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One contemporary view on matter takes it as all scientifically observable
entities whatsoever. Commonly, the definition is limited to such entities
explored by physics.
The definition pursued here is of matter as whatever the smallest, most
fundamental entities in physics seem to be. Thus matter can be seen as
material consisting of particles which are fermions and therefore obey the
Pauli exclusion principle, which states that no two fermions can be in the
same quantum state. Because of this principle, the particles which comprise
matter do not all end up in their lowest energy state, and hence it is
possible to create stable structures out of fermions. In addition, the Pauli
exclusion principle insures that two pieces of matter will not occupy the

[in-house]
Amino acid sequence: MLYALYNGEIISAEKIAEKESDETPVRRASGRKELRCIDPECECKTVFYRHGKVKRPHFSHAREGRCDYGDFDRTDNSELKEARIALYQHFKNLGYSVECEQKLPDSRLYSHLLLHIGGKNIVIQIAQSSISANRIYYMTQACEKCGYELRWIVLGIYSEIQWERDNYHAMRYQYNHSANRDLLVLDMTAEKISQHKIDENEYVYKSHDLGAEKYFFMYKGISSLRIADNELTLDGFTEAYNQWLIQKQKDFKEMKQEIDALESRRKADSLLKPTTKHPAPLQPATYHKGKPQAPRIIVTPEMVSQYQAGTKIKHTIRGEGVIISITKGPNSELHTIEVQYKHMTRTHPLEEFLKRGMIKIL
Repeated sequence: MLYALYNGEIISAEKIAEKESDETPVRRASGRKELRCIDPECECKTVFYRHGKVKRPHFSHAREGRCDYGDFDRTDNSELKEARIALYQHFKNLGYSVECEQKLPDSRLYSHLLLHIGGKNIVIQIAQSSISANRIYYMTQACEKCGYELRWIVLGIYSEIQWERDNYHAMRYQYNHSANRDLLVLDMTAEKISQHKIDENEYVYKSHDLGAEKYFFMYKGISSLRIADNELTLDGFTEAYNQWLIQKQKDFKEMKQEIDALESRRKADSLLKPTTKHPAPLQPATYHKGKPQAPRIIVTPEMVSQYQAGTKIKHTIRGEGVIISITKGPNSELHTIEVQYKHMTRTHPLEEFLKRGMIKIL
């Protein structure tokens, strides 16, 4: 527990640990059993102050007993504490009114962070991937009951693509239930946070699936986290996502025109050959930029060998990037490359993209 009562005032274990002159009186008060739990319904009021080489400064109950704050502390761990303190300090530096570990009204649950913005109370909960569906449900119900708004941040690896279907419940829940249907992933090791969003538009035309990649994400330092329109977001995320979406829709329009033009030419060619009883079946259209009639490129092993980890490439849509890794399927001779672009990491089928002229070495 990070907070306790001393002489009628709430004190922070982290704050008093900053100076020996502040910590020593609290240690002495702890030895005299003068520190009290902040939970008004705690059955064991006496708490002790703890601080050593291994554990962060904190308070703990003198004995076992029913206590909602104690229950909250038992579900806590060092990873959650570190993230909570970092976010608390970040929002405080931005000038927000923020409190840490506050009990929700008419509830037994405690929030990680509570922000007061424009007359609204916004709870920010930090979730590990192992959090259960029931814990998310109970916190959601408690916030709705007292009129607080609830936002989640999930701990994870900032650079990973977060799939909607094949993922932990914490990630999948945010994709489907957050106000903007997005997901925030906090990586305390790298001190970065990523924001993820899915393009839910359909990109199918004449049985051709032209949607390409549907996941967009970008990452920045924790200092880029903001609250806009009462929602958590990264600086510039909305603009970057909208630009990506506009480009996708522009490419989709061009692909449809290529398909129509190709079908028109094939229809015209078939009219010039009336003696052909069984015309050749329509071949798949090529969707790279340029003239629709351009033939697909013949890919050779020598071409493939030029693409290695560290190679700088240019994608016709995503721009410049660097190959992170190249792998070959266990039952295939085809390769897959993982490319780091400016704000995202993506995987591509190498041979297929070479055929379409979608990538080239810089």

same location at the same time, and therefore two pieces of matter in which
most energy states are filled will tend to collide with each other rather
than passing through each other as with energy fields such as light.
The matter that we observe most commonly takes the form of compounds,
polymers, alloys, or pure elements.
In response to different thermodynamic conditions such as temperature and
pressure, matter can exist in different "phases", the most familar of which
are solid, liquid, and gas. Others include plasma, superfluid, and
Bose-Einstein condensate. When matter changes from one phase to another, it
undergoes what is known as a phase transition, a phenonmenon studied in the
field of thermodynamics.